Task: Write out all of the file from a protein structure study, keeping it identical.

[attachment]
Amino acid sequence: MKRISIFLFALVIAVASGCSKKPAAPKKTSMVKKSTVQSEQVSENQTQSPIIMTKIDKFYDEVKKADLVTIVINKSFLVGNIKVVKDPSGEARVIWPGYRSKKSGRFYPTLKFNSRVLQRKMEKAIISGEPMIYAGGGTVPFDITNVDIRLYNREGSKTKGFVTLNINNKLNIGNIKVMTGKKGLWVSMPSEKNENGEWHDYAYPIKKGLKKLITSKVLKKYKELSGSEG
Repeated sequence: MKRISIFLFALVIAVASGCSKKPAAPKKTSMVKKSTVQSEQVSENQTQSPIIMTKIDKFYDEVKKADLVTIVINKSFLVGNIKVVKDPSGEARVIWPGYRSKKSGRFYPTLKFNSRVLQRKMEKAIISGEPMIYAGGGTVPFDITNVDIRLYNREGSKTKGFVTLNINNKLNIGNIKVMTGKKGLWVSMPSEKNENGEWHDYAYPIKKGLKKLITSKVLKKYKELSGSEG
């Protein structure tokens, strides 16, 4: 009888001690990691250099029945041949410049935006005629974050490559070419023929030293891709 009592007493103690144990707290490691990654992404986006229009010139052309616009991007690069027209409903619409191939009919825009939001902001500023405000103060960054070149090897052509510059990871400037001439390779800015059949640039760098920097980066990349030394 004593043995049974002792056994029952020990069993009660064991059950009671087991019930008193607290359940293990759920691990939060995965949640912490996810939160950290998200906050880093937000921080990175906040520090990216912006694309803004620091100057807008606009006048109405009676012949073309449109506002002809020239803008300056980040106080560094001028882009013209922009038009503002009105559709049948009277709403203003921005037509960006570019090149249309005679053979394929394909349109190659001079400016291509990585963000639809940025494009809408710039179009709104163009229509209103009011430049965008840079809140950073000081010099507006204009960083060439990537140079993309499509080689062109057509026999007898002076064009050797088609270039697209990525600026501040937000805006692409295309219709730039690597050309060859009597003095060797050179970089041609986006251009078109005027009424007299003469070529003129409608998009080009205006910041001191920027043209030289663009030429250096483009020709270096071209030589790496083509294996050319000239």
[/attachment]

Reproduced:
Amino acid sequence: MKRISIFLFALVIAVASGCSKKPAAPKKTSMVKKSTVQSEQVSENQTQSPIIMTKIDKFYDEVKKADLVTIVINKSFLVGNIKVVKDPSGEARVIWPGYRSKKSGRFYPTLKFNSRVLQRKMEKAIISGEPMIYAGGGTVPFDITNVDIRLYNREGSKTKGFVTLNINNKLNIGNIKVMTGKKGLWVSMPSEKNENGEWHDYAYPIKKGLKKLITSKVLKKYKELSGSEG
Repeated sequence: MKRISIFLFALVIAVASGCSKKPAAPKKTSMVKKSTVQSEQVSENQTQSPIIMTKIDKFYDEVKKADLVTIVINKSFLVGNIKVVKDPSGEARVIWPGYRSKKSGRFYPTLKFNSRVLQRKMEKAIISGEPMIYAGGGTVPFDITNVDIRLYNREGSKTKGFVTLNINNKLNIGNIKVMTGKKGLWVSMPSEKNENGEWHDYAYPIKKGLKKLITSKVLKKYKELSGSEG
């Protein structure tokens, strides 16, 4: 009888001690990691250099029945041949410049935006005629974050490559070419023929030293891709 009592007493103690144990707290490691990654992404986006229009010139052309616009991007690069027209409903619409191939009919825009939001902001500023405000103060960054070149090897052509510059990871400037001439390779800015059949640039760098920097980066990349030394 004593043995049974002792056994029952020990069993009660064991059950009671087991019930008193607290359940293990759920691990939060995965949640912490996810939160950290998200906050880093937000921080990175906040520090990216912006694309803004620091100057807008606009006048109405009676012949073309449109506002002809020239803008300056980040106080560094001028882009013209922009038009503002009105559709049948009277709403203003921005037509960006570019090149249309005679053979394929394909349109190659001079400016291509990585963000639809940025494009809408710039179009709104163009229509209103009011430049965008840079809140950073000081010099507006204009960083060439990537140079993309499509080689062109057509026999007898002076064009050797088609270039697209990525600026501040937000805006692409295309219709730039690597050309060859009597003095060797050179970089041609986006251009078109005027009424007299003469070529003129409608998009080009205006910041001191920027043209030289663009030429250096483009020709270096071209030589790496083509294996050319000239």